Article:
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Otley is a town in the county of West Yorkshire, England, near Guiseley, by the River Wharfe. Otley is part of the metropolitan borough of the City of Leeds.

Otley and Wharfedale ward has a population of 24,000 according to Census 2001, and hosts Wharfedale Hospital which serves the surrounding area.

Otley is twinned with the French town of Montereau, south of Paris.

The town lies in the Wharfe valley, and is divided in two by the river Wharfe. It is surrounded mostly by arable farmland.

The south side of the valley is dominated by a large gritstone escarpment overlooking Otley called The Chevin. In 1944, Major Le G.G.W. Horton Fawkes of Farnley Hall donated 263 acres (1.1 km²) of land on the Chevin to the people of Otley. This has now been expanded to 700 acres (2.8 km²) and is known as Chevin Forest Park.

To the east and west of Otley there are flooded gravel pits, where sand and gravel have been extracted in the 20th century. The gravel pits to the east are known as Knotford Nook, and are a noted bird watching site. Those to the west are devoted to angling and sailing.

Otley is a market town and has held a regular market for over a thousand years. Cattle markets are still held twice every week, at the auction mart on East Chevin Road.

Otley vies with a select handful of towns in England, for the distinction of having the greatest number of pubs per capita.

Otley hosts the annual Otley Folk Festival.

Otley also plays the town of "Hotton" in the British television soap opera Emmerdale.

The town dates from before Roman times, the first church being built there in the early 7th century. In the church there are the remains of two Early Anglo-Saxon crosses. Buried there is an ancestor of the 19th century American poet Henry Wadsworth Longfellow, and Thomas Fairfax who commanded Parliament's forces at the Battle of Marston Moor in 1644.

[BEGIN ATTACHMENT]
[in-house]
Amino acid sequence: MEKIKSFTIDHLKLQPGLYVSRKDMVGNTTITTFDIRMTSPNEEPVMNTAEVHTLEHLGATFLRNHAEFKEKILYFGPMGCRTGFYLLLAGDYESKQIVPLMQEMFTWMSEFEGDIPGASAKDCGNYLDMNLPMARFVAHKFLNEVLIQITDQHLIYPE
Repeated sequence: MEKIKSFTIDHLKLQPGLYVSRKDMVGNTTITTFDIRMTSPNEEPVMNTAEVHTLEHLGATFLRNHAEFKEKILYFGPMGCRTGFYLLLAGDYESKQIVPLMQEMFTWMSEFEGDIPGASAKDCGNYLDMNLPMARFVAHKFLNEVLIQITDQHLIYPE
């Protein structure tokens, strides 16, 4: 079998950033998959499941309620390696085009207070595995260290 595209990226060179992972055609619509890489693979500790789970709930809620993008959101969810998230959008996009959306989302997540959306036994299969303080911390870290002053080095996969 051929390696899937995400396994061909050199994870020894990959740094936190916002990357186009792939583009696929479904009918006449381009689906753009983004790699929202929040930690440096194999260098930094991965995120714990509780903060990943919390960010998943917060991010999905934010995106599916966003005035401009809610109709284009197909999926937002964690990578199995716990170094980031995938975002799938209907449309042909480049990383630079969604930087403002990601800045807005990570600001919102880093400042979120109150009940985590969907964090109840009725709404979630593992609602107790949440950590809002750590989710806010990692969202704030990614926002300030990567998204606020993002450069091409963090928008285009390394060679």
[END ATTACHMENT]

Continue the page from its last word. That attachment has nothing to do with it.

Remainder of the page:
Thomas Chippendale, the famous furniture maker, was born in Otley, and his statue stands in the town, next to the old grammar school he once attended.

J.M.W. Turner, the famed painter, visited Otley in 1797, aged 22, when commissioned to paint watercolours of the area.

The Wharfedale Printing Machine was developed in Otley by William Dawson and William Payne. An early example can be seen in Otley Museum.

Famous Methodist preacher John Wesley was a frequent visitor to the town in the 18th century. In his Journal for 1761 we read, "July 6 Monday; In the evening I preached at Otley and afterwards talked with many of the Society. There is reason to believe that ten or twelve of these are filled with the love of God." One of the main streets in Otley is still named after him.

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